It was late. Harry was settled snugly in an armchair in his flat, listening to the mellow tones of Artie Shaw played out of a small CD player on a shelf by the window. A glass of whisky in his hand, he had just lit a cigarette, the crumpled cigarette packet landing perfectly in a bin in the corner of the room. Someone was certainly rocking Harry’s dreamboat. Someone – Ana, of course – was invading his dreams.
He wondered if she still lived in that airy, second-floor flat off the Plaza Dos De Mayo, where they’d sometimes spent whole weekends together in bed, exploring each other and opening the windows in every room to evade the sweltering heat of summer. Six years was a long time for someone not to move on, he thought. He’d put off the call long enough, he determined, and jumped up to pull open a drawer in the small desk that sat in the corner of the room opposite his ‘kitchen’. He drew out a battered, old address book and started to flick through it until he found her number. What if she had married now? Surely his brother, now living with Ana’s sister, would have told him if she were – even if, somehow, he’d ‘forgotten’ to mention his own, new relationship.
Back in his chair, he scanned the still-familiar number. It was past 10pm, and it would be an hour later in
He ached to tell her what a mistake he’d made all those years ago, how he wanted to be with her again, how … but it was no use. The only words he could muster were “Hello, Ana. It’s Harry.” ‘Pathetic, inadequate, useless Harry McFry’ a voice was shouting in his brain. The pause while Ana processed the information seemed interminable. Nobody had called her ‘Ana’ in a long while.
“Harry? Harry McFry? Why you ring me now, Harry?” she asked, her voice tired, wondering and soft.
“I’m ringing to tell you I still love you, Ana,” his heart begged him to say; but a short bout (awarded on points) meant his stupid head won out again: “I’m ringing because I need your help, Ana. I’m going to be in
Danny Longhurst normally slept pretty well at night. But not tonight. He was thinking over the last couple of days with Harry McFry. It seemed to him that Harry might easily be characterized as a chain-smoking alcoholic. Yet he’d seen him at work, and knew, too, that he seemed to know his stuff. Earlier that night, they’d spent an hour in the bar reviewing where they were up to with Laurel McFry’s ‘missing’ family, and Danny had to admit that Harry was properly ‘on the case’. And he couldn’t help but admire the guy’s connections. The episode with Mrs Shipman had un-nerved him, though. It seemed like Harry might have sent him there to do something he didn’t want to do himself, as if he might even be afraid of the woman. And why on earth had he told Colin McAllistair that Lillian McFry was dead? He’d listened to Harry’s account of his conversation with McAllistair carefully. Harry seemed to think there was someone missing in the equation – didn’t think either McAllistair or this mysterious Mr Galloway was behind the expurgation of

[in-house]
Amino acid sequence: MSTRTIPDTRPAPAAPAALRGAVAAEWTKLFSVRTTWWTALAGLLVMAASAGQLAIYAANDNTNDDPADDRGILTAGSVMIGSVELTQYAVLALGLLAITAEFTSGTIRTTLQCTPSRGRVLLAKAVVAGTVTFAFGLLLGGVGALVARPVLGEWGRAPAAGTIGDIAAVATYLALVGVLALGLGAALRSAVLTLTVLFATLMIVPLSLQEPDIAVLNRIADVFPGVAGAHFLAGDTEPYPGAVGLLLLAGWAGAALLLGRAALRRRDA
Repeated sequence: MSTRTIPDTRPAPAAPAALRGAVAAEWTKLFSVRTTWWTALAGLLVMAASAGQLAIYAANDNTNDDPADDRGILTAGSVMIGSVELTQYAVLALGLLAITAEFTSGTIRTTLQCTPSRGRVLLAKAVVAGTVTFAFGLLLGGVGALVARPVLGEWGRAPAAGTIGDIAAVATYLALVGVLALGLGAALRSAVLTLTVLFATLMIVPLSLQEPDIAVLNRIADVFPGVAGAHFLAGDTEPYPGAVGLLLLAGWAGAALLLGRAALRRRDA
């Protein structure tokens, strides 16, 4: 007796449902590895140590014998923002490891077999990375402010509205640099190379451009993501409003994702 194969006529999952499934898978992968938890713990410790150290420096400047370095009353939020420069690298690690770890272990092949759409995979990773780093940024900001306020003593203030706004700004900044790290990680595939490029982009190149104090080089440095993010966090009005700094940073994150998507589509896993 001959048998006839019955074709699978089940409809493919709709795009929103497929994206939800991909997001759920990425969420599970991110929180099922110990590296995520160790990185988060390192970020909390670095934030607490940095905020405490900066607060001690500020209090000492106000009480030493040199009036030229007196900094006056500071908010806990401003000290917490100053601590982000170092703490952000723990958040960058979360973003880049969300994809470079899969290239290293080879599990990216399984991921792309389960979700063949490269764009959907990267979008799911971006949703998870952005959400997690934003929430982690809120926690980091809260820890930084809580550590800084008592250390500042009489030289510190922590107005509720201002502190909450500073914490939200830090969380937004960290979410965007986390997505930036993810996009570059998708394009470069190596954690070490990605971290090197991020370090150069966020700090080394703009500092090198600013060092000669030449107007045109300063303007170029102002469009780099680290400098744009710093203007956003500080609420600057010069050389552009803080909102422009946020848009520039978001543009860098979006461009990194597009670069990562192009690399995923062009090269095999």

But at least he’d taken the idea of playing the role of his father quite amicably – had even seemed impressed at the cover Danny had invented for him. Why he’d insisted Danny should drive them both down to
The prospect of a few days in
Altogether, Danny was beginning to think there were depths to Harry McFry’s character which he hadn’t got anywhere near plumbing. He thought about the meeting at Stan’s shop. It had seemed to him that Harry already knew McAllistair from somewhere, even if McAllistair didn’t seem to know him.
And what had that been about, earlier, when Harry had left him sat in the bar, saying only “Stay here a minute, Danny – I’ve got to sort something out”? He’d only been gone a couple of minutes, but he’d seen Harry, through the window of the bar, disappear into Meldew Buildings, only to re-emerge a short while later, and re-trace his steps back to sit next to him?
Harry McFry. ‘That’s one complicated individual’, Danny thought, as he turned on his side and tried to get off to sleep.